This performance of Swan Lake demonstrated that it is arguably Oregon Ballet Theatre’s most successful production. Brian Simcoe, who danced comfortably in his role, is subdued and pleasant to watch. He does not energize through the choreography by exploding with force, but rather holds his composure, and therefore his stamina, throughout the saga. While Simcoe expresses the youth of a naive and romantic Sigfried from the stage, he is one of the company’s longest-remaining performers, having joined OBT as an apprentice in 2004 before eventually graduating to principal in 2013.
In Act II, Simcoe and Carly Wheaton make the perfect pairing. As the light dappled through the trees of the exquisite forest set, illuminated by a moon above a black diamond lake, Wheaton emerged. She is dainty and bird-like with an intensity that makes her an ideal choice for the ingénue of the work. Her control and stature offer an excellent complement to Simcoe’s softness, and her character’s reluctance to leave him eloquently expressed through both her features and gestures upon their goodbyes. What she forgoes in extension, she makes up for with near-perfect turns, an ability for sharp quickness, fluid strength in her arms, and textbook arabesques and attitudes — shapes that mark the style of an ideal Odette.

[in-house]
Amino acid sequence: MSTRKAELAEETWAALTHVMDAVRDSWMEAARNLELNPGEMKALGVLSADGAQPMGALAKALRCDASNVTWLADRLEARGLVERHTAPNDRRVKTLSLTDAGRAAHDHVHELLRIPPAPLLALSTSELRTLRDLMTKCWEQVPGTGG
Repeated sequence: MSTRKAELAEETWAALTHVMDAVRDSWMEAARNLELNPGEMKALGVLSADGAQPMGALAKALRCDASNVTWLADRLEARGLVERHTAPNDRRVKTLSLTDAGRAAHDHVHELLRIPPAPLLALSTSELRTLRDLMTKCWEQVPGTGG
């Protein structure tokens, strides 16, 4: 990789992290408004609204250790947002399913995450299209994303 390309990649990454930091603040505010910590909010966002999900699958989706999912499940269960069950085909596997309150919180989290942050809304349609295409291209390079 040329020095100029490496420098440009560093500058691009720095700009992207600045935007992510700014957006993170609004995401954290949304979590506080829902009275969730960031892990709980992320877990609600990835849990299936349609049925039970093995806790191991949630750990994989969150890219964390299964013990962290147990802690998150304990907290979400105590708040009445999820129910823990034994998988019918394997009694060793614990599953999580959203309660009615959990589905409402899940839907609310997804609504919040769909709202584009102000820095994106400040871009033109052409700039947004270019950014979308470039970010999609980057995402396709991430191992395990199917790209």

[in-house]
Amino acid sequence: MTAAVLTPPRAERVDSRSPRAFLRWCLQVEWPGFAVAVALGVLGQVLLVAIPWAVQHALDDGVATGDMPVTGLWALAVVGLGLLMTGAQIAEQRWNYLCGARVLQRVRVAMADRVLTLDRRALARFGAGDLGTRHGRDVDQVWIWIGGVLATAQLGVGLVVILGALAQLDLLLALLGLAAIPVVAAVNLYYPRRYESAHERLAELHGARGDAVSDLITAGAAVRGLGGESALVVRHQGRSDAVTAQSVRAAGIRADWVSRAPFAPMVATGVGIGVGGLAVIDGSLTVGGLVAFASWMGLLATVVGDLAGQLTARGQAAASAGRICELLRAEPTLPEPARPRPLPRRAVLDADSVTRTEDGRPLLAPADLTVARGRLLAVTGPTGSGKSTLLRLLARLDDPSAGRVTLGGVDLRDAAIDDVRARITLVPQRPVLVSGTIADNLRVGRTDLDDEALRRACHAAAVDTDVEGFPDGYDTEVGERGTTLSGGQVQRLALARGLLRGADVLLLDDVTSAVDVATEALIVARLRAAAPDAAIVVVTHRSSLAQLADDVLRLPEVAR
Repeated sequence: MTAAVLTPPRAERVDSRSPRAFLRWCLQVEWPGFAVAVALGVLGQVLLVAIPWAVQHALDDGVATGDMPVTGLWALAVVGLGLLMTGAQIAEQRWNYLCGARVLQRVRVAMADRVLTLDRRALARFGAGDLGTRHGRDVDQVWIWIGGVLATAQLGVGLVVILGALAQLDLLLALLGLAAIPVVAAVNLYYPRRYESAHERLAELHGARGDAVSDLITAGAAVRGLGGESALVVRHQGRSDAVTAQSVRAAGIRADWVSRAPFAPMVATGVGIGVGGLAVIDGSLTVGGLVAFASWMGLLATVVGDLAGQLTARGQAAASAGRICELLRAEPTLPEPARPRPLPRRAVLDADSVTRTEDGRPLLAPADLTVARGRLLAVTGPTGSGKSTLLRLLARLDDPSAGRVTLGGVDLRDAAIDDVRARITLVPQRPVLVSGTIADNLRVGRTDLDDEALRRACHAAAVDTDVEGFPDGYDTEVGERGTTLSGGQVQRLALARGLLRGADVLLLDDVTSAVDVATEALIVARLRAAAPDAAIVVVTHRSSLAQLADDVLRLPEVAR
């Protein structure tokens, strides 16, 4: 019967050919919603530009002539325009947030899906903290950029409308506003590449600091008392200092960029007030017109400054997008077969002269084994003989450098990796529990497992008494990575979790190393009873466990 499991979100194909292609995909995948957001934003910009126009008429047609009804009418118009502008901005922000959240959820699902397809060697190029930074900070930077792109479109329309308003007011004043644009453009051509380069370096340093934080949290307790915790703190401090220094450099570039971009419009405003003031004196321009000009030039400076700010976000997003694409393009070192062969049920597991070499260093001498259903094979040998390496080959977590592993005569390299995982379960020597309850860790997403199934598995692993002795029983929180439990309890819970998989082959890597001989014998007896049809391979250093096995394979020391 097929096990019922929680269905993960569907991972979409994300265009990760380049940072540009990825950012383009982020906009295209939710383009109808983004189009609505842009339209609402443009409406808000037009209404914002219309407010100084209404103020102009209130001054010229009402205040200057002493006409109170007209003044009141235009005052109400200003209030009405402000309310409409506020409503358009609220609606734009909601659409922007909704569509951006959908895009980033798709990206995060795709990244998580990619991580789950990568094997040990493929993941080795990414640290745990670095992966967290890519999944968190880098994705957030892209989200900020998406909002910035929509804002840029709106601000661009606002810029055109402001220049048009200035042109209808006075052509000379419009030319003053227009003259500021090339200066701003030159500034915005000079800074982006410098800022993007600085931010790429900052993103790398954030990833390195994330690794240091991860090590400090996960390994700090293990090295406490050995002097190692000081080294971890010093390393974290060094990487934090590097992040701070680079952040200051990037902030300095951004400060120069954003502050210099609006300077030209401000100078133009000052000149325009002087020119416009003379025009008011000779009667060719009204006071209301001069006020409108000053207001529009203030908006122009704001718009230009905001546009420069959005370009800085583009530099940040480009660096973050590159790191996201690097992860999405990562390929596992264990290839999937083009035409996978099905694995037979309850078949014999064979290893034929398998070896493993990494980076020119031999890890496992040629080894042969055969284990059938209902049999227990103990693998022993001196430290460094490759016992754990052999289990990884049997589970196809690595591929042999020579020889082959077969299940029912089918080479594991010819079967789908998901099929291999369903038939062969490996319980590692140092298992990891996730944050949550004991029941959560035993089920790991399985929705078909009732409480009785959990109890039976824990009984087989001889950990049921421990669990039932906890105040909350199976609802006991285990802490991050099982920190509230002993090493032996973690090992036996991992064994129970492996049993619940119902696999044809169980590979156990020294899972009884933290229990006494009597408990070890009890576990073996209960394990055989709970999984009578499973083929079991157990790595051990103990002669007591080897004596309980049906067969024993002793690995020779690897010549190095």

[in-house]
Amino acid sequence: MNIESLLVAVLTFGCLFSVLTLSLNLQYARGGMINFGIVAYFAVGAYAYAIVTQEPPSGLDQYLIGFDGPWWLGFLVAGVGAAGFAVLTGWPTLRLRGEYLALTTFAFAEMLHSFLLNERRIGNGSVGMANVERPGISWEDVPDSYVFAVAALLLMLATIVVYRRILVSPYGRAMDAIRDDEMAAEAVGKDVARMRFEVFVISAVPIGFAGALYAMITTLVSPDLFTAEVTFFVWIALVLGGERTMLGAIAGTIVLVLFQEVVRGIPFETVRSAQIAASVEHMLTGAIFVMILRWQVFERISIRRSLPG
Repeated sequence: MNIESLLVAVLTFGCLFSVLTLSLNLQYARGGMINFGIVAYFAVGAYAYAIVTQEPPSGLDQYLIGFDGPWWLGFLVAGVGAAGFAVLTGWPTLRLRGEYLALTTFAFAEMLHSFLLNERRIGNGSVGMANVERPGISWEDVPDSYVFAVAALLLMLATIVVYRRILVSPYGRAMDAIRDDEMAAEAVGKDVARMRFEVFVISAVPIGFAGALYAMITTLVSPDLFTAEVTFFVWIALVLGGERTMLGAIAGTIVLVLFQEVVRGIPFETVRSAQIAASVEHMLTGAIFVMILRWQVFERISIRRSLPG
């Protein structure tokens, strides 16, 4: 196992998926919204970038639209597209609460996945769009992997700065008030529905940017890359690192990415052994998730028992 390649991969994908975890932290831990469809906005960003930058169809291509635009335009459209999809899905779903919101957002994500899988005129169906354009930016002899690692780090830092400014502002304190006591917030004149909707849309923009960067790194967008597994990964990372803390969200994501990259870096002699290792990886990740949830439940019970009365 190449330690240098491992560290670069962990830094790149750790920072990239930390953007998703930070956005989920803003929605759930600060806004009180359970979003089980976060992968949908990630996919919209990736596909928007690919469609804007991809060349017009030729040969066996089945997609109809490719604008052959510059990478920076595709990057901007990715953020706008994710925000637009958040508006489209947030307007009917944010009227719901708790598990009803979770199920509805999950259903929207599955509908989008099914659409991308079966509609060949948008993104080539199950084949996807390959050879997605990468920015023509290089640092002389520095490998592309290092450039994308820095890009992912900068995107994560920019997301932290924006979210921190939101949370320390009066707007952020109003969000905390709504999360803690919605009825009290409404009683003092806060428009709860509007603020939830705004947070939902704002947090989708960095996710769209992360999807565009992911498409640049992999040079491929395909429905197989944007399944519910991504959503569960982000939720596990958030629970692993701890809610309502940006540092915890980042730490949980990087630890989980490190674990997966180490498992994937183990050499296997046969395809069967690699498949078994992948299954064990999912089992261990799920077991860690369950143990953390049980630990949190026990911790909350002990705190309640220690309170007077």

One of Swan Lake’s most iconic moments came during Act II: the appearance of the Pas de Quatre, also known as “The Four Swans”. Performed by Asia Bui, Hannah Davis, Juliette Ochoa, and Mathilde Lambert, the dancers delivered a solid rendition of the upbeat petite allegro, and, despite the low energy and a few moments of mismatched unison, achieved the general precision and effect expected from the piece.
After the third intermission came ACT III, “The Betrothal Ball”, in which over 50 dancers displayed their technical skills and artistry as Gnomes, Courtiers, Princesses, Diplomats, and more. Here, the prince hosts a grand occasion in which he must choose a bride. When Baron Von Rothbart arrives, he brings with him Odile, the swan meant to trick Sigfried’s gaze away from his Swan Queen, Odette. Complete with a huge fireplace and fabric-adorned throne, the scene radiated sophistication. The “Czardas” dance was executed beautifully by Zuzu Metzler, Ben Youngstone, and supporting performers — all clad in red boots that shone under white pants and dresses. After a short energy lull in the first half of the show, the company confidently rescued their stride with high jumps, meaningful kicks, and renewed alertness. Simcoe’s turns were strong and he sailed with balance. Wheaton, as the dark and deceptive Odile, wowed with biting strength, accented flicks of the wrist, and pointed security in both her fouettés and petit allegro.